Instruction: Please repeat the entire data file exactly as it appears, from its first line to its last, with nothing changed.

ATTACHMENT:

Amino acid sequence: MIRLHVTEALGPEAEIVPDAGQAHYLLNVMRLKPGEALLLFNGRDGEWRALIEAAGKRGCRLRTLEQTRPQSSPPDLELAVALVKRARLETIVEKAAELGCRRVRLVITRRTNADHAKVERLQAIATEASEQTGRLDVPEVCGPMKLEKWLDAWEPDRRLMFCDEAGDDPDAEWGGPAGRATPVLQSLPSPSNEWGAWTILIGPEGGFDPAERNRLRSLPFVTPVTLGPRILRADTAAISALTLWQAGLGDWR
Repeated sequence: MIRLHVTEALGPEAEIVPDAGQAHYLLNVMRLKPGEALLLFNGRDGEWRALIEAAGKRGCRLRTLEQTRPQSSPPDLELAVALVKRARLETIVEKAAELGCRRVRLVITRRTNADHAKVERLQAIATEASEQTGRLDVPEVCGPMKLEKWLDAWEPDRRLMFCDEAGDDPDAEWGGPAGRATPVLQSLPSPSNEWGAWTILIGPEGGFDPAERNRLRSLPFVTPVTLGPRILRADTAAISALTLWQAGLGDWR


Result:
Amino acid sequence: MIRLHVTEALGPEAEIVPDAGQAHYLLNVMRLKPGEALLLFNGRDGEWRALIEAAGKRGCRLRTLEQTRPQSSPPDLELAVALVKRARLETIVEKAAELGCRRVRLVITRRTNADHAKVERLQAIATEASEQTGRLDVPEVCGPMKLEKWLDAWEPDRRLMFCDEAGDDPDAEWGGPAGRATPVLQSLPSPSNEWGAWTILIGPEGGFDPAERNRLRSLPFVTPVTLGPRILRADTAAISALTLWQAGLGDWR
Repeated sequence: MIRLHVTEALGPEAEIVPDAGQAHYLLNVMRLKPGEALLLFNGRDGEWRALIEAAGKRGCRLRTLEQTRPQSSPPDLELAVALVKRARLETIVEKAAELGCRRVRLVITRRTNADHAKVERLQAIATEASEQTGRLDVPEVCGPMKLEKWLDAWEPDRRLMFCDEAGDDPDAEWGGPAGRATPVLQSLPSPSNEWGAWTILIGPEGGFDPAERNRLRSLPFVTPVTLGPRILRADTAAISALTLWQAGLGDWR